Charles Darwin’s life is worth studying. From his time as a school boy to the Beagle voyage, his years in London after the journey, his move to Down House to the decades spent in scientific investigation speaks volumes. His ways of working is not only an inspiration to those interested in natural history, but remains a rich repository on which PR professionals concerned with self improvement and progress can tap into and learn from.

Here are four key lessons we can draw from his life to drive our personal and professional lives:

Lesson I: Passion is a great enabler.

What kept Charles Darwin going despite his failing health was his passion for natural history. After returning from the Beagle Voyage in 1836, he is reported to have suffered for over 40 years from long bouts of vomiting, gut pain, headaches, severe tiredness, skin problems and depression. Yet he endured the suffering and continued his research, experimentations and writings.

PR people should know that “To be successful”, as Sister Mary Lauretta noted, “the first thing to do is to fall in love with your work”.  It doesn’t matter the circumstance you find yourself. Your weaknesses will not count or stay on your way. Passion is a great force that surmounts mountains. John Campbell, an American Mythologist, writer and lecturer knew this fact when he said “Passion will move men beyond themselves, beyond their shortcomings, beyond their failures.”

Lesson 2: Curiosity is the wick in the candle of knowledge and understanding.

Darwin’s maternal uncle, Josiah Wedgewood must have been a Prophet. When trying to win the consent of his nephew’s parent for the journey on the Beagle, he remarked that Charles Darwin was “a man of enlarged curiosity, it affords him the opportunity of seeing men and things as happen to few”. He was right.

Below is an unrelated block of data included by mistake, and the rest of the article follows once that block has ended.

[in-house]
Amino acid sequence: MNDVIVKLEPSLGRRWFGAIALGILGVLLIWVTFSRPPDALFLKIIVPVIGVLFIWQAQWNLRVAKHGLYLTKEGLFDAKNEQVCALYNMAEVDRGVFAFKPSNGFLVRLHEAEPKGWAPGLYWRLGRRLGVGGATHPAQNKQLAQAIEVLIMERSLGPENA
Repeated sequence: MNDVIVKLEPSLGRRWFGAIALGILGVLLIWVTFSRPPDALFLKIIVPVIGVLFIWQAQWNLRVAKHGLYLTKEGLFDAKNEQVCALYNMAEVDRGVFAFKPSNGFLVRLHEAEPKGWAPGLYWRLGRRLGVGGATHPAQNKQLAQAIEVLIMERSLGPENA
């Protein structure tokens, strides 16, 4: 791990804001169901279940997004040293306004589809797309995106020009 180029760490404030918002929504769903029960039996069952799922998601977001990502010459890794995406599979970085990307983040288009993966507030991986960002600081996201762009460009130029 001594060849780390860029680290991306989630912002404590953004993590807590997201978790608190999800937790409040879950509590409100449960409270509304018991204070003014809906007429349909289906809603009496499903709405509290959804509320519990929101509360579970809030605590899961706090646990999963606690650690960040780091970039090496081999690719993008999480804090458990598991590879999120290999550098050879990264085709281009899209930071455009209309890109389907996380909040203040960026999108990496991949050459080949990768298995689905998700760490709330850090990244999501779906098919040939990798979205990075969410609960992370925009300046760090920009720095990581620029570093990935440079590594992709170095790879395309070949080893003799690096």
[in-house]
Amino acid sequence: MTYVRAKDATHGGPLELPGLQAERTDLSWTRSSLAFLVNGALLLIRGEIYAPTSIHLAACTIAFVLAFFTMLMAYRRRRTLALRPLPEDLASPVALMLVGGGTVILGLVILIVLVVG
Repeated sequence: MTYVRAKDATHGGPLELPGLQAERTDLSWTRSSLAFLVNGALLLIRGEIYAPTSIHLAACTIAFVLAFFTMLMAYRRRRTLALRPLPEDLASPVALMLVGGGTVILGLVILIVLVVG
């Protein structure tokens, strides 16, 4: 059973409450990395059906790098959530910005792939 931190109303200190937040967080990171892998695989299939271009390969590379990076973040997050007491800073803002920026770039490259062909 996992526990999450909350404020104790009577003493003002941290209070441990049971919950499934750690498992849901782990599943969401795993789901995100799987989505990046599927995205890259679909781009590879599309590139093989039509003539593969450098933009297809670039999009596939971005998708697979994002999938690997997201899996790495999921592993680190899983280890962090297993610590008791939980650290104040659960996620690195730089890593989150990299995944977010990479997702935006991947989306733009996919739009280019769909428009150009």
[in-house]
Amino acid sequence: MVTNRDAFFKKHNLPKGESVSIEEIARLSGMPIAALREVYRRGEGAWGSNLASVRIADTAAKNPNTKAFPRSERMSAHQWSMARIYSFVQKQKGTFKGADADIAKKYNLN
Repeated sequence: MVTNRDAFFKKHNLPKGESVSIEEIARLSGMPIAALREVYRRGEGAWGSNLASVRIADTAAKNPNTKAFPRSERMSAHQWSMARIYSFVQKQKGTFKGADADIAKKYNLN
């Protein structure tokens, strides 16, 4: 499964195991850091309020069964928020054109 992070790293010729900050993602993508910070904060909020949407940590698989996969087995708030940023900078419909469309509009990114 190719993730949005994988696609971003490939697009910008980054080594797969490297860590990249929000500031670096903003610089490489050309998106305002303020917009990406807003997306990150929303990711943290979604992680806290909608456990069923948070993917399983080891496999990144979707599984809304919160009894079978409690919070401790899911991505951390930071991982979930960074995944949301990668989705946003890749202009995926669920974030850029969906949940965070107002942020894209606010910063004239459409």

Charles Darwin’s curiosity knew no bounds, especially on matters of natural history. He was interested in the wonders of barnacles, the mystery behind the different shapes, colours and textures of the beetles, the morphology and anatomy of flowers, especially orchirds, animal behavior, how and why humans and animals express emotions. In fact he wanted to know everything about how the natural world works. And he found answers that enlarged his knowledge and understanding. This culminated in the massive discoveries and contributions to advance knowledge in geology, ecology, biology and other related fields.

It takes “enlarged curiosity’ to succeed in public relations. The PR professional is expected to seek understanding of his practice environment, know the taste and preferences of stakeholders, know what is trending on the internet, understand PR and clients’/organization’s industry. It is only in being current on key information can he/she be able to develop PR programmes that deliver the desired outcomes.

Lesson 3: The road to creative ideas lies outside the box of received knowledge.

When Charles Darwin returned to England after travelling the world on HMS Beagle, he was confused about a collection of 13 birds he brought with him from Galapagos Islands. So he took them to John Gould, an eminent zoologist of his time for analysis. Gould himself was perplexed. The birds all bore the semblance of finches, yet each looked different from the other. Because he didn’t understand why they look different from each other, he declined to place them as finches.